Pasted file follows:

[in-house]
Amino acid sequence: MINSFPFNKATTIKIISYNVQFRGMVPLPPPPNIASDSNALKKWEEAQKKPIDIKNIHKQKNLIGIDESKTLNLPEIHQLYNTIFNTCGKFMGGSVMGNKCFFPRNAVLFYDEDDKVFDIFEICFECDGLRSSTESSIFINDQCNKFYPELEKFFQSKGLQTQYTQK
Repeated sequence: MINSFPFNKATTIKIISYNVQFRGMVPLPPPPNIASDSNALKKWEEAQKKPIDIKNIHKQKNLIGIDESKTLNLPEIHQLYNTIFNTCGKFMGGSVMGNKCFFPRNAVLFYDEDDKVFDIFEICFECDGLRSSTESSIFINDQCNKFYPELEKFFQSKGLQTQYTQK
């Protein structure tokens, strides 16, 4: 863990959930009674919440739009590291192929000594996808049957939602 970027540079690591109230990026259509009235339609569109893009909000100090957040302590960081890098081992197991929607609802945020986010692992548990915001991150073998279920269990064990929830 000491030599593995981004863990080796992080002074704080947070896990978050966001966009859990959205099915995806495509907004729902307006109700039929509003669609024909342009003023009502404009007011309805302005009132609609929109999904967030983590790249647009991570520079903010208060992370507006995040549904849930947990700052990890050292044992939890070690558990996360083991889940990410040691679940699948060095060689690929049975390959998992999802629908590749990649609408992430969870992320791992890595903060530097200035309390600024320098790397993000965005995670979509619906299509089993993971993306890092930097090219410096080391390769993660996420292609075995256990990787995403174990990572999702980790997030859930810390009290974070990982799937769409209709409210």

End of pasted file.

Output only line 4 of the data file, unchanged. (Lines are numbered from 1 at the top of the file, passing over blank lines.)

């Protein structure tokens, strides 16, 4: 863990959930009674919440739009590291192929000594996808049957939602 970027540079690591109230990026259509009235339609569109893009909000100090957040302590960081890098081992197991929607609802945020986010692992548990915001991150073998279920269990064990929830 000491030599593995981004863990080796992080002074704080947070896990978050966001966009859990959205099915995806495509907004729902307006109700039929509003669609024909342009003023009502404009007011309805302005009132609609929109999904967030983590790249647009991570520079903010208060992370507006995040549904849930947990700052990890050292044992939890070690558990996360083991889940990410040691679940699948060095060689690929049975390959998992999802629908590749990649609408992430969870992320791992890595903060530097200035309390600024320098790397993000965005995670979509619906299509089993993971993306890092930097090219410096080391390769993660996420292609075995256990990787995403174990990572999702980790997030859930810390009290974070990982799937769409209709409210």